EPA Inspector General Launches Investigation Into Scott Pruitt’s Use of a Nonpublic Email Address

This makes the twelfth investigation into Scott Pruitt.

Scott Pruitt is under investigation. Again.

The Environmental Protection Agency’s (EPA) inspector general announced it is investigating Pruitt, who is the EPA administrator, and his use of nonpublic email accounts. This is the twelfth investigation into the administrator’s behavior while heading the agency.

Records show four accounts were created for Pruitt. Pruitt’s spokesman claimed that one account is used for administrative tasks and that another was used only briefly.

The news comes as Pruitt is expected to face questions about his spending habits and other unethical behavior at a Capitol Hill hearing today on the agency’s budget.

Two political leaders took to social media to blast Pruitt’s latest controversy.

“I’ll say it again: Scott Pruitt must resign, and he must resign now before he uses your taxpayer money for his next luxurious vacation,” wrote Nancy Pelosi, the Minority Leader for the House of Representatives.

“In any other reality, Scott Pruitt would resign in shame,” wrote Senator Tina Smith (D-MN).

During his last congressional testimony, which took place three weeks ago, Pruitt was asked about “his unprecedented security detail, travel practices and massive raises given to aides,” according to CNN.

During his testimony, Pruitt:

  • told legislators that the $43,000 soundproof booth installed in his office is not rated for classified materials, which is the explanation he previously used to justify the purchase;
  • insisted that two close aides received enormous raises via his chief of staff, to whom he granted the authority to give out the raises; this explanation contradicted his previous claim that he had no prior knowledge of the raises;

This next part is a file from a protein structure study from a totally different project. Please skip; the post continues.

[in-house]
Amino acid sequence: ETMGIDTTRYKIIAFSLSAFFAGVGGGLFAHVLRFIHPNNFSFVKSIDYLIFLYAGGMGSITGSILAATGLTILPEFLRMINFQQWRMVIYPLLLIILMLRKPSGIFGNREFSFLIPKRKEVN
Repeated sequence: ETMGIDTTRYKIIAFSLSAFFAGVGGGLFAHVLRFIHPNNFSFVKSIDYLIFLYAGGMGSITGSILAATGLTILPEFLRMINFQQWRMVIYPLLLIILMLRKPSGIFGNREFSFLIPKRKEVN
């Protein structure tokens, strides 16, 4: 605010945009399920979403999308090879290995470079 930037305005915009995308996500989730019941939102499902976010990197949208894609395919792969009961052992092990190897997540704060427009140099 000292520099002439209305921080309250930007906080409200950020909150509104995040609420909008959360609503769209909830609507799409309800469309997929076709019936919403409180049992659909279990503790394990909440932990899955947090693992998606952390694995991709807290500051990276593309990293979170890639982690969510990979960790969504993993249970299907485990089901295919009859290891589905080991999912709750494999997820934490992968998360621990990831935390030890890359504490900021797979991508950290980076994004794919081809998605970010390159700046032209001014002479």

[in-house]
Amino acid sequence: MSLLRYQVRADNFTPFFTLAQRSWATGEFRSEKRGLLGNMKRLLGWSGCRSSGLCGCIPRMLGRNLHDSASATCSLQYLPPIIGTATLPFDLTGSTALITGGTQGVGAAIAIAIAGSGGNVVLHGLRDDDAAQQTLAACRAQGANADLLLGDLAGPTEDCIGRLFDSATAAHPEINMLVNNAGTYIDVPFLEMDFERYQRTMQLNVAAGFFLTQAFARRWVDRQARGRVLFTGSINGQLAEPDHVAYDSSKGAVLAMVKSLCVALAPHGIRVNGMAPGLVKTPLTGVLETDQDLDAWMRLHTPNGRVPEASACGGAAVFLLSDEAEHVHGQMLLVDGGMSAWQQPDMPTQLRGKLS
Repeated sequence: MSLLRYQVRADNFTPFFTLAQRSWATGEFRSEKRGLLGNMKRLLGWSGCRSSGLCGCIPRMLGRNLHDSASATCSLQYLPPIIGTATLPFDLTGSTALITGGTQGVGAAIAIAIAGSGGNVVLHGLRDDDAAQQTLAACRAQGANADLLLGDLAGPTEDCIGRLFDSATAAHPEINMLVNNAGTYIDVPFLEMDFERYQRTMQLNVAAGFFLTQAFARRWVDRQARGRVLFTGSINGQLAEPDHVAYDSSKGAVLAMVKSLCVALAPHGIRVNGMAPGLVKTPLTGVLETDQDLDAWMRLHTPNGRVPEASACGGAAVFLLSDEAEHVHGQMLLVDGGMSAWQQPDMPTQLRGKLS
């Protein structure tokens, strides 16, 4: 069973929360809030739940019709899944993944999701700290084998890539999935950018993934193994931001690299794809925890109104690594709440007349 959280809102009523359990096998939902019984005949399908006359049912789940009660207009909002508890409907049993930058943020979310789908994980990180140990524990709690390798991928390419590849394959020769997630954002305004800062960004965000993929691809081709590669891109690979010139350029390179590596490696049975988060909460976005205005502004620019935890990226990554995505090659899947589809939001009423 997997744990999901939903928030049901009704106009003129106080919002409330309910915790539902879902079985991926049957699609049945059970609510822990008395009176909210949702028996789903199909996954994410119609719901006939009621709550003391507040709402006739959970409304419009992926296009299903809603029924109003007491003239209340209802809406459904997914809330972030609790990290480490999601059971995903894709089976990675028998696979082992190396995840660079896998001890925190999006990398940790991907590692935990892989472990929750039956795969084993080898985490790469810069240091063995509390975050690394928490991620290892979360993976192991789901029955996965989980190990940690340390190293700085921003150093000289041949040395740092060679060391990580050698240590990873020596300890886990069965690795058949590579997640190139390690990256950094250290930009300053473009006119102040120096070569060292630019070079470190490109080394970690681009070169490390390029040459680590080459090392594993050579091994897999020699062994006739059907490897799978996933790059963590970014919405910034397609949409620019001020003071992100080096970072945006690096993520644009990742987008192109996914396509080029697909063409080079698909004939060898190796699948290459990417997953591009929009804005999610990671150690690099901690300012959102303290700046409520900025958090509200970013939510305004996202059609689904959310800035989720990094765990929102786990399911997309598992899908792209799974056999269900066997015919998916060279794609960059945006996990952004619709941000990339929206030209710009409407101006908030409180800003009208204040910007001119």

• was rebuked by a whistleblower who said Pruitt lied when he claimed not to have retaliated against aides who questioned his decisions;
  • was reprimanded by the inspector general, who said Pruitt “misrepresented to Congress a memo he provided them about security concerns.”

Pruitt has also had to defend his use of a Capitol Hill condo that he rented for $50 a night. Pruitt’s use of the space is the target of ethical concerns because the condo is owned by J. Steven and Vicki Hart. Mr. Hart is a lobbyist in the healthcare arena.

Since Pruitt’s testimony:

  • the inspector general found that his protection team is several times larger than the one used by his predecessors, costing taxpayers at least $2 million in salaries last year alone;
  • CNN uncovered an “executive protection” playbook posted by the security company owned by Pruitt’s former security chief.
  • three of his top aides, including Liz Bowman, whom Pruitt tasked to lead environmental cleanup projects, have left the agency;
  • a review of internal emails found that EPA officials “shielded Pruitt from facing questions from the public and reporters”;
  • reports revealed that industry lobbyists helped plan two overseas trips for Pruitt, including a visit to Morroco and another to Australia, which was canceled due to hurricanes;
  • a report revealed that conservative radio host Hugh Hewitt personally arranged a meeting between Pruitt and California water officials and that not long afterward, Pruitt announced a groundwater cleanup project in the area.
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